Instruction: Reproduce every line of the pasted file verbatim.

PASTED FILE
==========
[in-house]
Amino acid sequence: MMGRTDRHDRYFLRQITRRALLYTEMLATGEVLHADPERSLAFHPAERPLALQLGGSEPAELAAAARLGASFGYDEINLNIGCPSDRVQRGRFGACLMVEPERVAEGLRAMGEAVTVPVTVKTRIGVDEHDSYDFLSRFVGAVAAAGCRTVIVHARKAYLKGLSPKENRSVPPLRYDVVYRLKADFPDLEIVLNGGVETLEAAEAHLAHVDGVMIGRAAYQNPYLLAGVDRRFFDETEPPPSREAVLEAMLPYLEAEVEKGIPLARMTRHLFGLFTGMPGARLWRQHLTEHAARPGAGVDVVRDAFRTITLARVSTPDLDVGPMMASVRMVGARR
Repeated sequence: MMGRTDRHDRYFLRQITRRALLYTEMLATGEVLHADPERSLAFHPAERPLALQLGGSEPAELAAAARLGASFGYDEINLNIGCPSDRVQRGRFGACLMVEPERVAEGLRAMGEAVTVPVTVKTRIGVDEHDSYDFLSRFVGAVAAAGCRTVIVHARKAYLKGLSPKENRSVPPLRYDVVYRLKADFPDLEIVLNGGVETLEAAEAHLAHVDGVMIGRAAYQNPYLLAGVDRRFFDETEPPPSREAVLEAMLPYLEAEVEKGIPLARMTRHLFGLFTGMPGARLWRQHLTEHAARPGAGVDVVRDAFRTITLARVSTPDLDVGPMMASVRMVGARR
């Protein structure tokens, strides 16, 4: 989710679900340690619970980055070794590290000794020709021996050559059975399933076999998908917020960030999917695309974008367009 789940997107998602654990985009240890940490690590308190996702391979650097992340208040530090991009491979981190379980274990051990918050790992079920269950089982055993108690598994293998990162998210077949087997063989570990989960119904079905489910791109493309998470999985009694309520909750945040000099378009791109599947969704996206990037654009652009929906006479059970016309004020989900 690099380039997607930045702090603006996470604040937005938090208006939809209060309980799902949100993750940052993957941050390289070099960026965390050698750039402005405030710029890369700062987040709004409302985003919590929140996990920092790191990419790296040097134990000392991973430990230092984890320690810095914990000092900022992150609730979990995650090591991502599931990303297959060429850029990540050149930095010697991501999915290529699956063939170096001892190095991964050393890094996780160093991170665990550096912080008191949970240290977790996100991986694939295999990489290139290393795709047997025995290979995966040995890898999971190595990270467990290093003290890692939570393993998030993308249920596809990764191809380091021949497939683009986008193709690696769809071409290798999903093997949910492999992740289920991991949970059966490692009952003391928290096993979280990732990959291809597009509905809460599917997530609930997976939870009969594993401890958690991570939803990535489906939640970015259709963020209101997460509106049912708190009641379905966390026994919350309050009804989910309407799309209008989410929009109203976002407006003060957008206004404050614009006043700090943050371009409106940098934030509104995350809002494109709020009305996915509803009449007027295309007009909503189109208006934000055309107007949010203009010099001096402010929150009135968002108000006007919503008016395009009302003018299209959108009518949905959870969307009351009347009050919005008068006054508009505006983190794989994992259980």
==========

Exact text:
[in-house]
Amino acid sequence: MMGRTDRHDRYFLRQITRRALLYTEMLATGEVLHADPERSLAFHPAERPLALQLGGSEPAELAAAARLGASFGYDEINLNIGCPSDRVQRGRFGACLMVEPERVAEGLRAMGEAVTVPVTVKTRIGVDEHDSYDFLSRFVGAVAAAGCRTVIVHARKAYLKGLSPKENRSVPPLRYDVVYRLKADFPDLEIVLNGGVETLEAAEAHLAHVDGVMIGRAAYQNPYLLAGVDRRFFDETEPPPSREAVLEAMLPYLEAEVEKGIPLARMTRHLFGLFTGMPGARLWRQHLTEHAARPGAGVDVVRDAFRTITLARVSTPDLDVGPMMASVRMVGARR
Repeated sequence: MMGRTDRHDRYFLRQITRRALLYTEMLATGEVLHADPERSLAFHPAERPLALQLGGSEPAELAAAARLGASFGYDEINLNIGCPSDRVQRGRFGACLMVEPERVAEGLRAMGEAVTVPVTVKTRIGVDEHDSYDFLSRFVGAVAAAGCRTVIVHARKAYLKGLSPKENRSVPPLRYDVVYRLKADFPDLEIVLNGGVETLEAAEAHLAHVDGVMIGRAAYQNPYLLAGVDRRFFDETEPPPSREAVLEAMLPYLEAEVEKGIPLARMTRHLFGLFTGMPGARLWRQHLTEHAARPGAGVDVVRDAFRTITLARVSTPDLDVGPMMASVRMVGARR
């Protein structure tokens, strides 16, 4: 989710679900340690619970980055070794590290000794020709021996050559059975399933076999998908917020960030999917695309974008367009 789940997107998602654990985009240890940490690590308190996702391979650097992340208040530090991009491979981190379980274990051990918050790992079920269950089982055993108690598994293998990162998210077949087997063989570990989960119904079905489910791109493309998470999985009694309520909750945040000099378009791109599947969704996206990037654009652009929906006479059970016309004020989900 690099380039997607930045702090603006996470604040937005938090208006939809209060309980799902949100993750940052993957941050390289070099960026965390050698750039402005405030710029890369700062987040709004409302985003919590929140996990920092790191990419790296040097134990000392991973430990230092984890320690810095914990000092900022992150609730979990995650090591991502599931990303297959060429850029990540050149930095010697991501999915290529699956063939170096001892190095991964050393890094996780160093991170665990550096912080008191949970240290977790996100991986694939295999990489290139290393795709047997025995290979995966040995890898999971190595990270467990290093003290890692939570393993998030993308249920596809990764191809380091021949497939683009986008193709690696769809071409290798999903093997949910492999992740289920991991949970059966490692009952003391928290096993979280990732990959291809597009509905809460599917997530609930997976939870009969594993401890958690991570939803990535489906939640970015259709963020209101997460509106049912708190009641379905966390026994919350309050009804989910309407799309209008989410929009109203976002407006003060957008206004404050614009006043700090943050371009409106940098934030509104995350809002494109709020009305996915509803009449007027295309007009909503189109208006934000055309107007949010203009010099001096402010929150009135968002108000006007919503008016395009009302003018299209959108009518949905959870969307009351009347009050919005008068006054508009505006983190794989994992259980």